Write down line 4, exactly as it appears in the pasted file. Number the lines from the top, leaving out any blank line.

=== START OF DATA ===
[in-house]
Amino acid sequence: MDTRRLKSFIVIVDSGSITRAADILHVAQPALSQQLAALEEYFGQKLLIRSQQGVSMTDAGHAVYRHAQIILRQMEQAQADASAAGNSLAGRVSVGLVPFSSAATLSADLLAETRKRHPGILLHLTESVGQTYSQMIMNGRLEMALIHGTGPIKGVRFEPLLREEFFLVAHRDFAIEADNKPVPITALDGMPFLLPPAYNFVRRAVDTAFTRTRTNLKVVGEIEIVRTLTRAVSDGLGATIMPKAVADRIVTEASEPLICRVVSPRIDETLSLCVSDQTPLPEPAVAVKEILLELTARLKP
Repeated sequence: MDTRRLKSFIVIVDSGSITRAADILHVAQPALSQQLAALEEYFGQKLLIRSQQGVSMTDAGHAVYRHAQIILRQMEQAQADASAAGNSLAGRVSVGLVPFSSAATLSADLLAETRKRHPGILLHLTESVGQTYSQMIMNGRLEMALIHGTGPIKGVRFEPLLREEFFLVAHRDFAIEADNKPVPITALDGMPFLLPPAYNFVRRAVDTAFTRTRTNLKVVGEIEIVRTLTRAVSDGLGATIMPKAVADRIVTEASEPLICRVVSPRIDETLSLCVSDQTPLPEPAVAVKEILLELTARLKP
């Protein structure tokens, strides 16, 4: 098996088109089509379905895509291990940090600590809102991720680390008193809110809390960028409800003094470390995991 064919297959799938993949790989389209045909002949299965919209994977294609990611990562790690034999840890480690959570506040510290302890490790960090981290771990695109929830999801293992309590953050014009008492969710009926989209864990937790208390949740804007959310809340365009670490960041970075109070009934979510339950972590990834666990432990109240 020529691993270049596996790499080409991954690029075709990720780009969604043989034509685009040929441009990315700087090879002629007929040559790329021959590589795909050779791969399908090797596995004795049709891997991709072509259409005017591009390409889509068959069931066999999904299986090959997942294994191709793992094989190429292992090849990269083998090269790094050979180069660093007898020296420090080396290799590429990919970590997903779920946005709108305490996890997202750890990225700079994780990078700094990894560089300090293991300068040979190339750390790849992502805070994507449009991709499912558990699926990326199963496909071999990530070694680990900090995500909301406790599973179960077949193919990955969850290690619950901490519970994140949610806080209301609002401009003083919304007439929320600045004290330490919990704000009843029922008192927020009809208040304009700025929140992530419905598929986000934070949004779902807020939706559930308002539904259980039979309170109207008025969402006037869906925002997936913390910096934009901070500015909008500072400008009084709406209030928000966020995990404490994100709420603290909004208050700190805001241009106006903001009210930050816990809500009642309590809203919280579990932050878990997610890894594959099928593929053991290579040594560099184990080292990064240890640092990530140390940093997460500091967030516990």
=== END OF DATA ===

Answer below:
């Protein structure tokens, strides 16, 4: 098996088109089509379905895509291990940090600590809102991720680390008193809110809390960028409800003094470390995991 064919297959799938993949790989389209045909002949299965919209994977294609990611990562790690034999840890480690959570506040510290302890490790960090981290771990695109929830999801293992309590953050014009008492969710009926989209864990937790208390949740804007959310809340365009670490960041970075109070009934979510339950972590990834666990432990109240 020529691993270049596996790499080409991954690029075709990720780009969604043989034509685009040929441009990315700087090879002629007929040559790329021959590589795909050779791969399908090797596995004795049709891997991709072509259409005017591009390409889509068959069931066999999904299986090959997942294994191709793992094989190429292992090849990269083998090269790094050979180069660093007898020296420090080396290799590429990919970590997903779920946005709108305490996890997202750890990225700079994780990078700094990894560089300090293991300068040979190339750390790849992502805070994507449009991709499912558990699926990326199963496909071999990530070694680990900090995500909301406790599973179960077949193919990955969850290690619950901490519970994140949610806080209301609002401009003083919304007439929320600045004290330490919990704000009843029922008192927020009809208040304009700025929140992530419905598929986000934070949004779902807020939706559930308002539904259980039979309170109207008025969402006037869906925002997936913390910096934009901070500015909008500072400008009084709406209030928000966020995990404490994100709420603290909004208050700190805001241009106006903001009210930050816990809500009642309590809203919280579990932050878990997610890894594959099928593929053991290579040594560099184990080292990064240890640092990530140390940093997460500091967030516990």